Being dead, of course, makes it awful hard to laugh. This is why I generally try to avoid being dead. But thoughts of death can too easily become a way of life. That is why I try to put fear and anger and Republican Senators from Texas far away from me. They will not take me out of my laughing place while I am still alive.

Stand resolute against evil and protect the ones you love.

And most important of all, you need to love life because of love itself. Now, I am not saying anything about sex here. Not that sex isn’t a good thing, and that it doesn’t pop into your old head every time you think about love, but that sex isn’t the most important part of love. It is possible to love everybody unconditionally. As much as Mark Twain and I both complain a lot about “That damned human race!” we both understand that the most wonderful thing about people is that, in spite of the fact that the word “people” is a little label on a very big thing… they are, in fact, an ever-expanding balloon of infinitely hilarious and detestable and cuddly things that threaten to pop at any moment and spew weird and wild personalities all over the damned universe. No matter how much you hate some people, or even if you hate people generally, loving people is the spicy Italian meat sauce on the spaghetti pile of your life. So, do some acts of pure gluttony upon it, and just be happy to be alive.

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Filed under autobiography, battling depression, commentary, happiness, humor, Mark Twain, mental health, Paffooney, philosophy, self portrait, strange and wonderful ideas about life

All That Really Matters

I was not able to post yesterday for a number of reasons. Not the least of which is the turmoil caused by this nation trying to come to terms with those sins of the past that come back to haunt us and hunt us in the present.

I am an old white man. I suffer from “white privilege” in ways I can’t explain to some of my white friends back in Iowa, a State that was almost entirely white when I was growing up there. (And I pray that I grew UP, not just old.)

I learned yesterday that it matters how you put in order the things that you can say on matters of race. You can’t just say, “Black lives matter” to some white people. They will angrily insist that “All lives matter.” They will then proceed to tell you that you are being a racist when you suggest that black people are somehow more important than white people. I learned that you should say instead, “All lives matter, which means black lives certainly matter too. And the debate now is about a few recent black lives that were treated like they didn’t matter, and so, their lives ended in being murdered.” You can’t give white people a reasonable-sounding way to get out of admitting that, or they will. (See, I can be a bit racist too. I sometimes have a hard time believing all white people have positive human feelings in them somewhere.)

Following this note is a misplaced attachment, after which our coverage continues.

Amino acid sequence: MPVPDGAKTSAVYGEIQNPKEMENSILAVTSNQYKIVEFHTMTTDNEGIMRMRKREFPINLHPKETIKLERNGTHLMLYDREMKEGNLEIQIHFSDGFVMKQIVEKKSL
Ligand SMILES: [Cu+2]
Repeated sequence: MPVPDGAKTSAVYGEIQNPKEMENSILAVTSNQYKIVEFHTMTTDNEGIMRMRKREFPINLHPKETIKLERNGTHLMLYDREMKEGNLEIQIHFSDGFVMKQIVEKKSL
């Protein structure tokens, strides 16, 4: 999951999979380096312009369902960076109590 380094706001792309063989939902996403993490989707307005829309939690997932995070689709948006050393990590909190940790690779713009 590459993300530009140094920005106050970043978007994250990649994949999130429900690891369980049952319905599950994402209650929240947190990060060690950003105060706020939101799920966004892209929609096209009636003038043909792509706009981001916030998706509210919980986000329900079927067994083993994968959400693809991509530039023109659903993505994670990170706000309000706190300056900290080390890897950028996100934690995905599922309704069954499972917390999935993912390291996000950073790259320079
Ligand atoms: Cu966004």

My illustrations for this post all came from Pinterest.

It has often, in my teaching career, been a disadvantage to be a white male. Black kids don’t believe you can see them as a good person. If you have to call them down for misbehavior, the worst ones will automatically assume it is about their race and not their behavior. A good teacher needs to listen more than they talk. You have to get them to open up about what happens in their lives that makes them behave the way that they do. You have to make them understand that you actually care about them and want to help. You have to earn their trust to get their best learning behavior. And being white makes that all so much harder. Not just with Afro Americans. Hispanic kids too. Vietnamese kids too. And I promise you, if you take the time to really get to know a kid… from any race or culture… you will discover that underneath it all, there are no bad kids. You stand a very good chance of learning to love them… no matter their racial or cultural differences from you.

And as an old white man, I suffer the disadvantage of never being able to truly understand what it feels like to have to worry that, at any moment, the police might kill you with a gun, or press the life out of you with a knee on your neck… just because of the color of your skin. That is in no way a fair thing that black men, black women, and black kids have to worry about that.

I am saddened and frustrated too that I can’t do any more to correct this terrible injustice than I am doing. I can’t attend protests because of my poor health and the pandemic that will probably kill me anyway. I am too old and crippled and broke to do any more than write this essay and post things on social media that make some of my old white friends angry and ready to argue.

I feel bad. The deaths of George Floyd, Breonna Taylor, Philando Castile, and too many more diminish me, make me hurt in my heart. And all I can do about it is tell you that there needs to be more love in this world, and less hate. And I hope maybe you have a little more of it to add to the world. After all, that’s all that really matters.

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Filed under 1000 Voices Speak for Compassion, angry rant, commentary, compassion, empathy, kids, Liberal ideas, philosophy, racial profiling

My Brother’s Keeper